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Systematic Reviews: The Process: Searching

Developing the Search

AUTHORS AND LIBRARIANS:

IOM Standard 3.1; Conduct a comprehensive systematic search for evidence

3.1.1  Work with a librarian or other information specialist trained in performing systematic reviews to plan the search strategy

3.1.2  Design the search strategy to address each key research question

3.1.3  Use an independent librarian or other information specialist to peer review the search strategy

3.1.4  Search bibliographic databases

3.1.5  Search citation indexes

3.1.6  Search literature cited by eligible studies

3.1.7  Update the search at intervals appropriate to the pace of generation of new information for the research question being addressed

3.1.8  Search subject-specific databases if other databases are unlikely to provide all relevant evidence

3.1.9  Search regional bibliographic databases if other databases are unlikely to provide all relevant evidence

STANDARD 3.2  Take action to address potentially biased reporting of research results

3.2.1  Search grey literature databases, clinical trial registries, and other sources of unpublished information about studies

3.2.2  Invite researchers to clarify information about study eligibility, study characteristics, and risk of bias

3.2.3  Invite all study sponsors and researchers to submit unpublished data, including unreported outcomes, for possible inclusion in the systematic review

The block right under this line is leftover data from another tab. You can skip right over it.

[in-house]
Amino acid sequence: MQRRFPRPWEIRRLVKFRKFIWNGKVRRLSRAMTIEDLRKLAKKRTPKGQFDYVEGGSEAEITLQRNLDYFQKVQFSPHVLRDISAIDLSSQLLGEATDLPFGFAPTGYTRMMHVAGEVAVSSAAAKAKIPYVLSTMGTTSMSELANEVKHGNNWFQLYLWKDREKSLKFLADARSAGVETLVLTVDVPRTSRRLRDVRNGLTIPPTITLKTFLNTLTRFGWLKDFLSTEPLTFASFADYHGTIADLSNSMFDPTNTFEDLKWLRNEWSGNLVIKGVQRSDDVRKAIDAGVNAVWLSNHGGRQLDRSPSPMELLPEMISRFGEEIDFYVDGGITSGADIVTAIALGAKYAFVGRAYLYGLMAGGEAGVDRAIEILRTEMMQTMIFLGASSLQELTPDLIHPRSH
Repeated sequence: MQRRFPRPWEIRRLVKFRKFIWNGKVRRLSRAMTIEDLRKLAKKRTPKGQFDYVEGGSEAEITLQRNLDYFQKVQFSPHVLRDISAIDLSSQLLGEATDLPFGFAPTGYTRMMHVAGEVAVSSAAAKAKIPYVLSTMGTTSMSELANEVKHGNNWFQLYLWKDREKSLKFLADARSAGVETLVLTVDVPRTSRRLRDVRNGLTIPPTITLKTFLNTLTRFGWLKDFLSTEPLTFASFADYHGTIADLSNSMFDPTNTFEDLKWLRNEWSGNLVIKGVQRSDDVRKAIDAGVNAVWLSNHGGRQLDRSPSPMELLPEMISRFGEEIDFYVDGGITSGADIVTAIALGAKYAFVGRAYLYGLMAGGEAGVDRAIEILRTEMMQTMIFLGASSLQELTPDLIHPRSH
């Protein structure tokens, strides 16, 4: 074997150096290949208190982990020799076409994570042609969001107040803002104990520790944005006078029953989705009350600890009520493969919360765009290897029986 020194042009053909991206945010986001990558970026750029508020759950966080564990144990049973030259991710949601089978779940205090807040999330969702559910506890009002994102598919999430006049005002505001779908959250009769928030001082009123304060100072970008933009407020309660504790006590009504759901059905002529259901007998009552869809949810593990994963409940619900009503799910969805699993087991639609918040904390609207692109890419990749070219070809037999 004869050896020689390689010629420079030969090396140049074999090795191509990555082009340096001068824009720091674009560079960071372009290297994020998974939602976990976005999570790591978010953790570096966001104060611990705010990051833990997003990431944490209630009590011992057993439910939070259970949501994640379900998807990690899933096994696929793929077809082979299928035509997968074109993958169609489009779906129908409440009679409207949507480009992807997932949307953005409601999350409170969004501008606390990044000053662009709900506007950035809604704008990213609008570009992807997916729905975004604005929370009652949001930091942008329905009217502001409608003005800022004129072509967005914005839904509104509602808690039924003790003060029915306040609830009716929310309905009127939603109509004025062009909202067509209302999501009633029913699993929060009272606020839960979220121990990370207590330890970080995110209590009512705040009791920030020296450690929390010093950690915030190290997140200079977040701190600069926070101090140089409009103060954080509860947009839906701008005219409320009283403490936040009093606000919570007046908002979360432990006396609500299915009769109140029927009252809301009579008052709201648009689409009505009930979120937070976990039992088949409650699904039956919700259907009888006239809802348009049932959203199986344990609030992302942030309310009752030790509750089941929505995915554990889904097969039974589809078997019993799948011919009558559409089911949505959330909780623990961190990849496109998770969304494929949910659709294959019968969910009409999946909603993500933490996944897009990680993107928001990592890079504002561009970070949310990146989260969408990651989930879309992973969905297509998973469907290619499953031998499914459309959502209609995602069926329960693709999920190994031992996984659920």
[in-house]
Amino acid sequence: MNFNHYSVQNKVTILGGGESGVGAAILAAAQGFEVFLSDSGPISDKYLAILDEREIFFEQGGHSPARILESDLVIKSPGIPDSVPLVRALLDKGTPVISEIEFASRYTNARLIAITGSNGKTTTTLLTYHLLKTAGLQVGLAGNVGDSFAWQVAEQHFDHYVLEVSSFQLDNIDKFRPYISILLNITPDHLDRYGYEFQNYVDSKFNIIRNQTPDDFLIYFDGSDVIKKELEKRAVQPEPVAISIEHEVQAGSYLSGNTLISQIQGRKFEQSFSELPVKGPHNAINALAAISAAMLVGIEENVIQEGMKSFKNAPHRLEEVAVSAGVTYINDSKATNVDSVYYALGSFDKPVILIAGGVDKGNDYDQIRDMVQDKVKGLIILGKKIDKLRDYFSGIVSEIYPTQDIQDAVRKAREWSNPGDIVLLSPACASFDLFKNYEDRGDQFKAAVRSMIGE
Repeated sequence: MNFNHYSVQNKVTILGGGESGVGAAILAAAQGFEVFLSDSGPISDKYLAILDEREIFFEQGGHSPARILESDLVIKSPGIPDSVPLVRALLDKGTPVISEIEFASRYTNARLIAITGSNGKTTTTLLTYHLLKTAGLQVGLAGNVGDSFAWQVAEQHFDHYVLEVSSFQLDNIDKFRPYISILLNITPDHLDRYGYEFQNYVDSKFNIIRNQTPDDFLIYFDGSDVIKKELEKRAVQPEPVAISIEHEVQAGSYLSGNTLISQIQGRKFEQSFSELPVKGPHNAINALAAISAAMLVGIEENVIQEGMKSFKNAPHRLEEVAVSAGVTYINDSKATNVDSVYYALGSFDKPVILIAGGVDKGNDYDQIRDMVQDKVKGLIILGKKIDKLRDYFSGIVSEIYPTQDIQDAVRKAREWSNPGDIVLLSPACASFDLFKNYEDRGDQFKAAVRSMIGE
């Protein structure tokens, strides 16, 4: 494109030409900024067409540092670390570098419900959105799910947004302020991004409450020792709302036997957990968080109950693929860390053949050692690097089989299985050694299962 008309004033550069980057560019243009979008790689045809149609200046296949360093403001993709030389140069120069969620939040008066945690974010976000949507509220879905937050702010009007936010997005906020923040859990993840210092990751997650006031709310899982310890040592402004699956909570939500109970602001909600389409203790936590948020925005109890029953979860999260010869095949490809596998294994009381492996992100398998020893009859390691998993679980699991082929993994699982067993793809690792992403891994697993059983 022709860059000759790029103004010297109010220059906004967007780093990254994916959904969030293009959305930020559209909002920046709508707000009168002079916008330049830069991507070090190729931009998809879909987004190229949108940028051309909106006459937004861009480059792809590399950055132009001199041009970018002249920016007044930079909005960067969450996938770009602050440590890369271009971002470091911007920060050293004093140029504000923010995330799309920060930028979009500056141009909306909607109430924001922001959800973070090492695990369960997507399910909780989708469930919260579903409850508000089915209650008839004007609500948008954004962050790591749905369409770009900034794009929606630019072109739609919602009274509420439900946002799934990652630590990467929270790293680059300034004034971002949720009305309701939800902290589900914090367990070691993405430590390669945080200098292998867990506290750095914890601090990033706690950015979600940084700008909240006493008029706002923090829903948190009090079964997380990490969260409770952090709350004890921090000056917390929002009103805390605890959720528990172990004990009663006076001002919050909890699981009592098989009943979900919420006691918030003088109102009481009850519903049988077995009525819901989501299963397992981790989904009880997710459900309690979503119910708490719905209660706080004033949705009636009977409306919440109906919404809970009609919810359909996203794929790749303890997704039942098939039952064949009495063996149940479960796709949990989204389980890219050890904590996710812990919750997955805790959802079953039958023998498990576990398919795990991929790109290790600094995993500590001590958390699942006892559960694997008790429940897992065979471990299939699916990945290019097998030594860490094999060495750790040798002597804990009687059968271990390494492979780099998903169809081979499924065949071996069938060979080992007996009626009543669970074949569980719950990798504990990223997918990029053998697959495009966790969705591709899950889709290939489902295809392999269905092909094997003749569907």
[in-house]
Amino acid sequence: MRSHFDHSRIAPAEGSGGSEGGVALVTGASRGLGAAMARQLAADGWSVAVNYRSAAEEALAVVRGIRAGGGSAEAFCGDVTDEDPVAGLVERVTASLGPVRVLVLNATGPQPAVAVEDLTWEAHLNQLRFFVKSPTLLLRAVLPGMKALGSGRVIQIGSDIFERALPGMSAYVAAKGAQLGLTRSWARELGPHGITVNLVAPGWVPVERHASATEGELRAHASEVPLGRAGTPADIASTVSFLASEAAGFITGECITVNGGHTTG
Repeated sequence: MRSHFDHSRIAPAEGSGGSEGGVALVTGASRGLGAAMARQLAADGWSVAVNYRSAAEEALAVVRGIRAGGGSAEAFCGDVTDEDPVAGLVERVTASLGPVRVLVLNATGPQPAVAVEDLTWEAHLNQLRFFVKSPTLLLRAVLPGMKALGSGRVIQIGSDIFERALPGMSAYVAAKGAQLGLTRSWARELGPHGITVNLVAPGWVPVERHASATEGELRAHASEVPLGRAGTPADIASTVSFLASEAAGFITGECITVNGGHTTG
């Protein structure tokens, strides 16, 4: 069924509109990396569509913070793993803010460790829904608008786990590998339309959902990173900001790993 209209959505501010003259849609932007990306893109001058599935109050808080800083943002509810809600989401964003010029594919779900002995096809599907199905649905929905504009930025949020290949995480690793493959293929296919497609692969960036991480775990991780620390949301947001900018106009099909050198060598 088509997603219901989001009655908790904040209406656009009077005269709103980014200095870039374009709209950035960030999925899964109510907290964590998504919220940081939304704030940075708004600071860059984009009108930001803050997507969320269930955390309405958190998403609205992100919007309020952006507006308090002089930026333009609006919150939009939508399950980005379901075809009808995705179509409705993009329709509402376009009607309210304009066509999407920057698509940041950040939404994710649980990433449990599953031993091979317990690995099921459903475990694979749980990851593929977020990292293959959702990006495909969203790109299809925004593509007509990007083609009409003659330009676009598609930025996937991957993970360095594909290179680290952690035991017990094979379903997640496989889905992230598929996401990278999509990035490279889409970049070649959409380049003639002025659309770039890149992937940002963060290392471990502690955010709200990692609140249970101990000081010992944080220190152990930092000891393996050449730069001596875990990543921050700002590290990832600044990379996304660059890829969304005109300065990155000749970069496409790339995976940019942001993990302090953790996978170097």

3.2.4  Handsearch selected journals and conference abstracts

3.2.5  Conduct a web search

3.2.6  Search for studies reported in languages other than English if appropriate

Search Strategy

Searches for systematic reviews aim to be as extensive as possible in order to ensure that as many as possible of the necessary and relevant studies are included in the review. It is, however, necessary to strike a balance between striving for comprehensiveness and maintaining relevance when developing a search strategy. Increasing the comprehensiveness (or sensitivity) of a search will reduce its precision and will retrieve more non-relevant articles

The goal is to maximize recall and precision while keeping the results manageable. Recall (sensitivity) is defined as the number of relevant reports identified divided by the total number of relevant reports in existence. Precision (specificity) is defined as the number of relevant reports identified divided by the total number of reports identified.  Issues to consider:

  • All concepts are included in the strategy
  • All appropriate subject headings are used
  • Appropriate use of explosion
  • Appropriate use of subheadings and floating subheadings
  • Use of natural language (text words) in addition to controlled vocabulary terms
  • Use of appropriate synonyms, acronyms, etc.
  • Truncation and spelling variation as appropriate
  • Appropriate use of limits such as language, years, etc.
  • Field searching, publication type, author, etc.
  • Boolean operators used appropriately
  • Line errors—when searches are combined using line numbers, be sure the numbers refer to the searches intended
  • Check indexing of relevant articles
  • Search strategy adapted as needed for multiple databases

TIP:  Look for systematic reviews already published.  This serves 2 purposes:

     1. Makes sure that the work has not already been done

     2. Provides examples of search strategies for your topic

Searching Manuals and Checklists